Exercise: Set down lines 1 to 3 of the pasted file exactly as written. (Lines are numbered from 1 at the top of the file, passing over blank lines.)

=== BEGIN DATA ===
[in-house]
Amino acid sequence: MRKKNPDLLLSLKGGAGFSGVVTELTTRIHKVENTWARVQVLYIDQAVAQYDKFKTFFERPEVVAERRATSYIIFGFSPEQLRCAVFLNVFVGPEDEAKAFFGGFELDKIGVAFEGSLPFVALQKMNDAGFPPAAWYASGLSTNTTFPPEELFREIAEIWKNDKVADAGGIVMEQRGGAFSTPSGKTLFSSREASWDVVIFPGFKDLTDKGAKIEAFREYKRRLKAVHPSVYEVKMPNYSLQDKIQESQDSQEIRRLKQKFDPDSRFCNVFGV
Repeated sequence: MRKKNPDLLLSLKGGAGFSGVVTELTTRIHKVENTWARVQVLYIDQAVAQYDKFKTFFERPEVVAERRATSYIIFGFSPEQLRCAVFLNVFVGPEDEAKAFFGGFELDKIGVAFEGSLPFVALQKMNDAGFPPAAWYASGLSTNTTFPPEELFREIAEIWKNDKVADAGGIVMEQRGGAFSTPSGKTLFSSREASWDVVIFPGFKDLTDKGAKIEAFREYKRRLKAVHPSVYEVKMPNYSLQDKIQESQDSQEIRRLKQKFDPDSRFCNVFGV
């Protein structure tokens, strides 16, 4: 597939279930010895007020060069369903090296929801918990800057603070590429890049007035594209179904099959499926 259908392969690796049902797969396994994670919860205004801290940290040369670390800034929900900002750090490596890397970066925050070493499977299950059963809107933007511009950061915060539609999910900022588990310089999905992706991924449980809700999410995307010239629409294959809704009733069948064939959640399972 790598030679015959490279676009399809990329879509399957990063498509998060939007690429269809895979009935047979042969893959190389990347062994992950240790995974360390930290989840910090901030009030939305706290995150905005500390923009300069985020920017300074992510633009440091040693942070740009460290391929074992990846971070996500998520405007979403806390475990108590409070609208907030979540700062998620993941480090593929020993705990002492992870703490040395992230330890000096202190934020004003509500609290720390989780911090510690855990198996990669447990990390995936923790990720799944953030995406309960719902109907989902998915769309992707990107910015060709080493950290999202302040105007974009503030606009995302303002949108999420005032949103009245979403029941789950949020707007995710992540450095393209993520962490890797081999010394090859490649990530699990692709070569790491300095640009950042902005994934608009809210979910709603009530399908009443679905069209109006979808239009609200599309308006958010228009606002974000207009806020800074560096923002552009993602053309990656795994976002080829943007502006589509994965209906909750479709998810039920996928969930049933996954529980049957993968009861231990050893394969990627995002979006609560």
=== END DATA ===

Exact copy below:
[in-house]
Amino acid sequence: MRKKNPDLLLSLKGGAGFSGVVTELTTRIHKVENTWARVQVLYIDQAVAQYDKFKTFFERPEVVAERRATSYIIFGFSPEQLRCAVFLNVFVGPEDEAKAFFGGFELDKIGVAFEGSLPFVALQKMNDAGFPPAAWYASGLSTNTTFPPEELFREIAEIWKNDKVADAGGIVMEQRGGAFSTPSGKTLFSSREASWDVVIFPGFKDLTDKGAKIEAFREYKRRLKAVHPSVYEVKMPNYSLQDKIQESQDSQEIRRLKQKFDPDSRFCNVFGV
Repeated sequence: MRKKNPDLLLSLKGGAGFSGVVTELTTRIHKVENTWARVQVLYIDQAVAQYDKFKTFFERPEVVAERRATSYIIFGFSPEQLRCAVFLNVFVGPEDEAKAFFGGFELDKIGVAFEGSLPFVALQKMNDAGFPPAAWYASGLSTNTTFPPEELFREIAEIWKNDKVADAGGIVMEQRGGAFSTPSGKTLFSSREASWDVVIFPGFKDLTDKGAKIEAFREYKRRLKAVHPSVYEVKMPNYSLQDKIQESQDSQEIRRLKQKFDPDSRFCNVFGV